I had picked this book up years ago at the height of its popularity, but I wasn't really in the place to read it and gave up before I finished the first chapter. I ordered it on audiobook figuring I would give it more of a chance as a captive audience in the car. I was correct. The man reading the text is fabulous, very lively and he reads easily. He has a slight Indian accent (as the narrator should) but he is very easy to read. The middle of this text, and a large part of it, is spent in the shipwrecked lifeboat adrift at sea. As I imagine there is a lot of tedium involved in being lost at sea, sometimes the narrative can drag a little (even with a tiger on board!) Don't give up! The ending is EVERYTHING with this book. It was like a sucker punch that I'm still reeling from. It's an audiobook where you shut the CD player off when it's over and sit in silence and think for a long while.

Life of Pi

Written by Hope on June 25th, 2010

  • Book Rating: 5/5

Beautifully narrated, captivating story. I expected more from the ending. This would be an excellent choice for a book club discussion.

Huge suprise

Written by Z on June 4th, 2010

  • Book Rating: 5/5

This is not at all the kind of book I usually rent. (I thought it was a straight forward tail of survivalism.) It inspires much deep thinking while simultaneously being captivating, funny, horrifying, and exultant. The writing itself is beautiful and the narrator is exceptional. Whatever your taste, if you only rent one book this year, it should be this one.

Author Details

Author Details

Martel, Yann

Yann Martel was born in Salamanca, Spain, in 1963, of Canadian parents who were doing graduate studies. Later they both joined the Canadian foreign service and he grew up in Costa Rica, France, Spain and Mexico, in addition to Canada. He continued to travel widely as an adult, spending time in Iran, Turkey and India, but is now based mainly in Montreal. He obtained a degree in Philosophy from Trent University in Ontario, then worked variously as a tree planter, dishwasher and security guard before taking up writing full-time from the age of 27.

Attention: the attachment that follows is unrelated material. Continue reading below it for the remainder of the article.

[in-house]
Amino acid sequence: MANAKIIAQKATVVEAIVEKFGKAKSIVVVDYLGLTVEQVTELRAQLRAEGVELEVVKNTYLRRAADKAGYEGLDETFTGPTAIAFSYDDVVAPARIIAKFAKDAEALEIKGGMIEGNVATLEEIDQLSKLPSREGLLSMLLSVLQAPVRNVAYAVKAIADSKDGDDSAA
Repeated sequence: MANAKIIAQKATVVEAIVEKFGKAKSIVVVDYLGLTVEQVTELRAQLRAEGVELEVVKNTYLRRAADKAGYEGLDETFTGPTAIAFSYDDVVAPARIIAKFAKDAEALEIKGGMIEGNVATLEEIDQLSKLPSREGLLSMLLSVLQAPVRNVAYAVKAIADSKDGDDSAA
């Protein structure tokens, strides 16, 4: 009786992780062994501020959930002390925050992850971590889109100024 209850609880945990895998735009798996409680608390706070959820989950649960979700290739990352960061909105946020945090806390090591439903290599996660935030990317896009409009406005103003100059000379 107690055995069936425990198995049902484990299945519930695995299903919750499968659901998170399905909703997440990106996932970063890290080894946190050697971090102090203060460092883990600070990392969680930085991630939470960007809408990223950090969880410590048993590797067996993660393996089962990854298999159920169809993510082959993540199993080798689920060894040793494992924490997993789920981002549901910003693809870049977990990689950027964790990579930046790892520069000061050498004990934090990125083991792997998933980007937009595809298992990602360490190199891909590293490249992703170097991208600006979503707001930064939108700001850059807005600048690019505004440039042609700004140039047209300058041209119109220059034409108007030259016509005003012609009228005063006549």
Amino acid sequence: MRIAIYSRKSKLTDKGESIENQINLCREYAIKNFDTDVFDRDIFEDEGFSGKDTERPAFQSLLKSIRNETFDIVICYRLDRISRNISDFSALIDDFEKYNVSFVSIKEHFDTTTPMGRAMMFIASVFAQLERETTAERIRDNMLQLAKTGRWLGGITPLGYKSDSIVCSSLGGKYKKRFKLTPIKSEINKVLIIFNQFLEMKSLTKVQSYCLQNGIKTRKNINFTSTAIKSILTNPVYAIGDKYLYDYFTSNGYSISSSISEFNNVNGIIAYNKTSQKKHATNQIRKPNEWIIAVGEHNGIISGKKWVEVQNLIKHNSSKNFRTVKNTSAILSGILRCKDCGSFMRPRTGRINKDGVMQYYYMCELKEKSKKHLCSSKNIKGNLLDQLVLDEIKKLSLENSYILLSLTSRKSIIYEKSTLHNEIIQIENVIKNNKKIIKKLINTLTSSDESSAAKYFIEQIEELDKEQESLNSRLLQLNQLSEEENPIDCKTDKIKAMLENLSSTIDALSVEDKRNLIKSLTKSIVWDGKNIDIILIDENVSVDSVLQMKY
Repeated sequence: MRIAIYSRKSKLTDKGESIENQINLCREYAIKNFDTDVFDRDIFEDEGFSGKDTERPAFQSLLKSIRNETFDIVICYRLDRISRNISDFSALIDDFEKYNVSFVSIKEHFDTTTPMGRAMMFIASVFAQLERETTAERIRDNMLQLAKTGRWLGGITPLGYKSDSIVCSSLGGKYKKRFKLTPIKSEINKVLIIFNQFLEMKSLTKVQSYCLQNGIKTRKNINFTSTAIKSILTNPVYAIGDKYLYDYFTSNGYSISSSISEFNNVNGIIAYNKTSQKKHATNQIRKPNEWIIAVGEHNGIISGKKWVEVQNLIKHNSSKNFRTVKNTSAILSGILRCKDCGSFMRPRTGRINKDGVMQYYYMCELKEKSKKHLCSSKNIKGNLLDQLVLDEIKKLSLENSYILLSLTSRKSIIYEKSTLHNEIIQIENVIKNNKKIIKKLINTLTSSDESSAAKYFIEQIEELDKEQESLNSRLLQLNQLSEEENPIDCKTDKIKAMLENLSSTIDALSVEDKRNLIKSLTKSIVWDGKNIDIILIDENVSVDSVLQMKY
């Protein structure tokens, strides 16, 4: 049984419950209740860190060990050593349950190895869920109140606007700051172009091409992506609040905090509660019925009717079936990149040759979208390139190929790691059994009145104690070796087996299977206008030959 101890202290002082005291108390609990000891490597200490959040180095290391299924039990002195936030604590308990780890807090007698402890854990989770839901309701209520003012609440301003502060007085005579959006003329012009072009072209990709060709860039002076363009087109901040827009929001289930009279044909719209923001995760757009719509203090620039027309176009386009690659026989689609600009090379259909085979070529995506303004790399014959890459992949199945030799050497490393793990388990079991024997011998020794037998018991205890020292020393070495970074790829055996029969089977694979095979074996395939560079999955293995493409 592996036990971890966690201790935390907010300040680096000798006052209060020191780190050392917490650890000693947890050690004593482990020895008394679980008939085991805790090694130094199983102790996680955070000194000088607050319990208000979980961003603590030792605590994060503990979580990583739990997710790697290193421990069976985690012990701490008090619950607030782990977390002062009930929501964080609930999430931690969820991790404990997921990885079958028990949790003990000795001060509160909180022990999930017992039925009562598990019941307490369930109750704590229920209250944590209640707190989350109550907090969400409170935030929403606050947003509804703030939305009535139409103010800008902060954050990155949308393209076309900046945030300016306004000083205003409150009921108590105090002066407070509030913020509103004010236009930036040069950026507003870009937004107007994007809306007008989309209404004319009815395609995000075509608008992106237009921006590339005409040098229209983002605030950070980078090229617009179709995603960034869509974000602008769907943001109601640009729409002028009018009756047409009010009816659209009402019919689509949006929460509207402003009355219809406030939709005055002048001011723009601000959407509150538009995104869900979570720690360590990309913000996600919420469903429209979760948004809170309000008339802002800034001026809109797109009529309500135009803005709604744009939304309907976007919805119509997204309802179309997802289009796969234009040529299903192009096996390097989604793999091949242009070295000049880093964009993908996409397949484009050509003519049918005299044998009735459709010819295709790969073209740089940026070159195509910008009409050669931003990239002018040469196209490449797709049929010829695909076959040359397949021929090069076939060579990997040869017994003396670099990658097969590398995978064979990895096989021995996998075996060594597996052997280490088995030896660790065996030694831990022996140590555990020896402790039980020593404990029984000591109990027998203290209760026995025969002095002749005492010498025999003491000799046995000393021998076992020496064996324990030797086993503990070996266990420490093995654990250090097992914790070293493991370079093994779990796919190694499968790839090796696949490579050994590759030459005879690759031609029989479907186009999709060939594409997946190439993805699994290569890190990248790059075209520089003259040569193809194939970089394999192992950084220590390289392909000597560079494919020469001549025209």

His first book, The Facts Behind the Helsinki Roccamatios, was published in 1993 and is a collection of short stories, dealing with such themes as illness, storytelling and the history of the twentieth century; music, war and the anguish of youth; how we die; and grief, loss and the reasons we are attached to material objects.

This was followed by his first novel, Self (1996), a tale of sexual identity, orientation and Orlando-like transformation. It is described by Charles Foran in the Montreal Gazette as a ' ... superb psychological acute observation on love, attraction and belonging ...'

In 2002 Yann Martel came to public attention when he won the Man Booker Prize for Fiction for his second novel, Life of Pi (2002), an epic survival story with an overarching religious theme. The novel tells the story of one Pi Patel, the son of an Indian family of zookeepers. They decide to emigrate to Canada and embark on a ship with their animals to cross the Pacific. They are shipwrecked and Pi is left bobbing in a lifeboat in the company of a zebra, a hyena, an orang-utan and a 450-pound Bengal tiger. Life of Pi will eventually be published in over forty countries and territories, representing well over thirty languages, and the film rights have been optioned by Fox studios.

Yann Martel is at work on another novel. It will once more feature animals - this time a monkey and a donkey - and will deal with the words, metaphors and stories we use to describe, and so live with, great evil.

In 2004, a collection of short stories was published entitled We Ate The Children Last.